It is important that tech firms understand the legal and regulatory risks they face in pursuit of market disruption, says Nicholas Occhiuto of emlyon business school
The past 25 years has seen disruptive firms play an increasingly powerful role in the modern economy. Indeed, tech firms such as Google, Netflix, Amazon, Uber, and Airbnb have disrupted established industries, changed the way goods and services are provided, and transformed how work is carried out.
Of course, there are a lot of market factors that contributed to the ability of these firms to disrupt markets and build a multi-million-dollar companies, such as their entrepreneurial ability to recognise market opportunities and secure financial investment, the human capital of their founding team, their ability to offer online distribution or lower prices than their competitors, and their capability to withstand challenges from incumbents.
However, a crucial, but often overlooked, component of all market disruption and entrepreneurial success is the regulatory and legal environments that the firm faces. Indeed, the regulatory arena is often paramount to startups – particularly in highly regulated industries. Regulators can pose significant barriers to entry for startups – either actively excluding them from markets altogether or discouraging them from entering through imposing highly costly regulation.
In response to antiquated regulation and hostile regulators, disruptive startups often pursue what we refer to as “regulatory entrepreneurship” – or, rather, the strategies and tactics that entrepreneurs use to change existing laws and regulations. And, while scholars of regulatory entrepreneurship have typically focused on the strategies and tactics of disruptive firms, my research examined the collective work of regulators and lawmakers in the taxi markets of New York City, Chicago, and San Francisco, who played an active role in making policy changes for Uber.
Too big to ban
Like many disruptive firms, Uber pursued a market entry strategy that scholars have described as “begging for forgiveness rather than asking for permission” – whereby rather than asking for regulatory approval before operating in each city, they introduced their product into these industries without the approval of regulators. I found that, New York City, Chicago, and San Francisco, regulators initially responded to these tactics with what I refer to as blocking strategies – or, rather, measures aimed at stopping a new entrant from entering, operating, and disrupting the industry.
Largely due to their massive financial backing, Uber simply ignored those blocking strategies — and continued to contract with drivers, attract passengers, and raise venture capital. In the process, they become what scholars refer to as “too-big-to-ban”. By displaying a critical mass of drivers, passengers, and venture capitalists backers, Uber forced regulators and lawmakers to adjust their approach to the disruptive firm. Lawmakers, motivated by getting re-elected, and regulators concerned with enhancing their career prospects or political reputations, could no longer afford to be seen as stifling an innovative products that was benefiting constituents and driving economic activity in the city.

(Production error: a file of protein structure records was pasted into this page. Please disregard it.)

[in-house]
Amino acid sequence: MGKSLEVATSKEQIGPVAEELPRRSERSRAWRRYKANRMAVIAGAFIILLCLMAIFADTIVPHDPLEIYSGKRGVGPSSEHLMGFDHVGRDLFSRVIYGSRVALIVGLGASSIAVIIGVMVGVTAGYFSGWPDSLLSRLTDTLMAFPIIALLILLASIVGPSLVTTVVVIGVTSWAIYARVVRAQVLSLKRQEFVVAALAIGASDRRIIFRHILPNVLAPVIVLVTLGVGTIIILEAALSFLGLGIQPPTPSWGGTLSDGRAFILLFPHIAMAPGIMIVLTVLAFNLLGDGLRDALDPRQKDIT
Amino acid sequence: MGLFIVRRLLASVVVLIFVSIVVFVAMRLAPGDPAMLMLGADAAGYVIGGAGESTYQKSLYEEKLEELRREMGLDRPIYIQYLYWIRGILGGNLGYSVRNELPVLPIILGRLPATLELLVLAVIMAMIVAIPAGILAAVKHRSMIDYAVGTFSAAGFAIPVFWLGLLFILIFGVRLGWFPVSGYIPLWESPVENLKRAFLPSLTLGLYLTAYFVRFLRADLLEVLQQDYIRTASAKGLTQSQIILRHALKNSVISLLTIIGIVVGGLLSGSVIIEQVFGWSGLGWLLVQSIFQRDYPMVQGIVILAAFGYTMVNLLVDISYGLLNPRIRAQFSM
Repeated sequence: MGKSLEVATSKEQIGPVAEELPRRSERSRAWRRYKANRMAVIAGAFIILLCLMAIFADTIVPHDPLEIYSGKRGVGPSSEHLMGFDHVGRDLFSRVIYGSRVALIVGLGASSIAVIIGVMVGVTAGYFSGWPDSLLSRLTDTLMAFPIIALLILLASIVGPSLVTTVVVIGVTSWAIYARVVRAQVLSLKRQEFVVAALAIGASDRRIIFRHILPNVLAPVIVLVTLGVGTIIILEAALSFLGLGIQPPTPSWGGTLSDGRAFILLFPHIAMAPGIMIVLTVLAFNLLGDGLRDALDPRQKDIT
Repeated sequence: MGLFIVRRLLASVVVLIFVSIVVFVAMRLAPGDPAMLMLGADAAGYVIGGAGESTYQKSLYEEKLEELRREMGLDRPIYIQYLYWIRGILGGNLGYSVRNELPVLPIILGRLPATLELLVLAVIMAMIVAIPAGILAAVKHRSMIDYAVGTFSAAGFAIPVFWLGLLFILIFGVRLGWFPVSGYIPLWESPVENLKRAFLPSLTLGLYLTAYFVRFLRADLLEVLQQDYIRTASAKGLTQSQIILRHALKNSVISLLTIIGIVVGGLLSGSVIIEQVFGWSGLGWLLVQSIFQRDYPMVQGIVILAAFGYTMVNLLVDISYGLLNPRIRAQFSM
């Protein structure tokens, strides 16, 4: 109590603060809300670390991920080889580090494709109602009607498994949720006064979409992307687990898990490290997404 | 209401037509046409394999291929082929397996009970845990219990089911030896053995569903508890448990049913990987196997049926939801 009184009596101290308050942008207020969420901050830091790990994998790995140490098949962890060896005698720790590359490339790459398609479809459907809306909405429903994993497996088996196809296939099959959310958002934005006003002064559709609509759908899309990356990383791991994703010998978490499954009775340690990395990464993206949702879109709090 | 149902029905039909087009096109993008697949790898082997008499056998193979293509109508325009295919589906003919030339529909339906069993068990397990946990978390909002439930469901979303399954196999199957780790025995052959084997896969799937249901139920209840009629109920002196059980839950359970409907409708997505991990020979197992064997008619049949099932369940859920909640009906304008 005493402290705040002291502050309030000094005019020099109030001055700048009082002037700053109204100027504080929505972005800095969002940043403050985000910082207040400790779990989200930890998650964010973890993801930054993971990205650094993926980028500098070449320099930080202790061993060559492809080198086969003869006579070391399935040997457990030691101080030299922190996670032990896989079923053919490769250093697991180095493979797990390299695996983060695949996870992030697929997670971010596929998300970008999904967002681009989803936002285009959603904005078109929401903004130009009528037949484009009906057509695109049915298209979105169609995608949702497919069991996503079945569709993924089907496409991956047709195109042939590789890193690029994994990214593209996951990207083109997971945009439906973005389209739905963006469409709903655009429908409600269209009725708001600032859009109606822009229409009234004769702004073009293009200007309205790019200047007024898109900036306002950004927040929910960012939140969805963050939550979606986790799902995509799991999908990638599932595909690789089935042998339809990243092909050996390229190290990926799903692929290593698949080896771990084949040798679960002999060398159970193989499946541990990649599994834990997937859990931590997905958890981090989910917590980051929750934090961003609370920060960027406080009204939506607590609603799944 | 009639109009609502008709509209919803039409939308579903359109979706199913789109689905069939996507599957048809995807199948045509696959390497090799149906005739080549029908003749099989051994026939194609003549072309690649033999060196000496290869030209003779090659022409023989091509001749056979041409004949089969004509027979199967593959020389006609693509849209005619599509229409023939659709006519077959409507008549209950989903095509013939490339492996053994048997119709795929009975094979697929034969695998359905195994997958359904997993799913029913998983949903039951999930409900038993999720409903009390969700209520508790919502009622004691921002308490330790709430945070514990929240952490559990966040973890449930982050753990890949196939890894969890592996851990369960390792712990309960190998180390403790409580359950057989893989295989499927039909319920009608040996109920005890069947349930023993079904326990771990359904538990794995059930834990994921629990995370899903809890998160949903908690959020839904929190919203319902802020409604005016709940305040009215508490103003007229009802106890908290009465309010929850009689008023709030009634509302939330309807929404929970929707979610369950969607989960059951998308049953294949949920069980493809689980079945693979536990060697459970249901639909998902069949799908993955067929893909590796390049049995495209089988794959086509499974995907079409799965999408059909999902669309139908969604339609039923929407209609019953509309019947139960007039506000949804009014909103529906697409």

Nevertheless, the process of market integration would still be on the terms of regulators and lawmakers, who either enacted new regulation policies, or re-interpreted their existing laws. For example, in San Francisco, regulators at the California Public Utilities Commission utilised the ambiguity of Uber’s app-based dispatch to claim regulatory authority over the emerging industry away from the hostile city regulators at the San Francisco Municipal Transportation Authority and create new regulations specifically for Uber and other ride-sharing platforms.
In Chicago, city lawmakers superseded the hostile regulators at The Department of Business Affairs and Consumer Protection, and created new laws specifically for Uber, which the taxi regulator would then implement.
Finally, in New York City, sympathetic regulators at the Taxi and Limousine Commission utilised their regulatory discretion — or, rather, the flexibility to interpret and implement public policies created by elected officials — to transform the effects of their existing “black car” regulations without changing their codified form. Counter-intuitively, because the existing regulations pertaining to black cars were far stricter on Uber’s operations than the new regulations created by regulators and lawmakers, ride-sharing platforms are more heavily regulated in New York than in either San Francisco or Chicago.
Understand the legal environment
Of course, most disruptive startups will not have the financial backing of Uber, which became one of the largest unicorn companies in the world. As a result, they may not be able to pursue hostile market entry strategies like “beg for forgiveness rather than permission” and “growing too big to ban”. In these cases, start-ups may pursue collaborating with regulators on regulation, self-regulating to avoid regulatory scrutiny, or avoiding potentially hostile markets altogether. And, it may mean that other disruptive firms might experience even more impact from regulators when entering a market.
Nevertheless, for all tech and innovation firms looking to enter a market, it is crucial to understand the regulatory and legal environment that they face. Regulators and elected officials can be your best friend or your worst enemy. It is important to understand the legal and regulatory risks that you face in your pursuit of market disruption.
ABOUT THE AUTHOR
Nicholas Occhiuto is an Assistant Professor at emlyon business school’s Center for Work, Technology, and Organization. He is an economic sociologist and ethnographer whose research interests includes work and occupations and corporate political activity.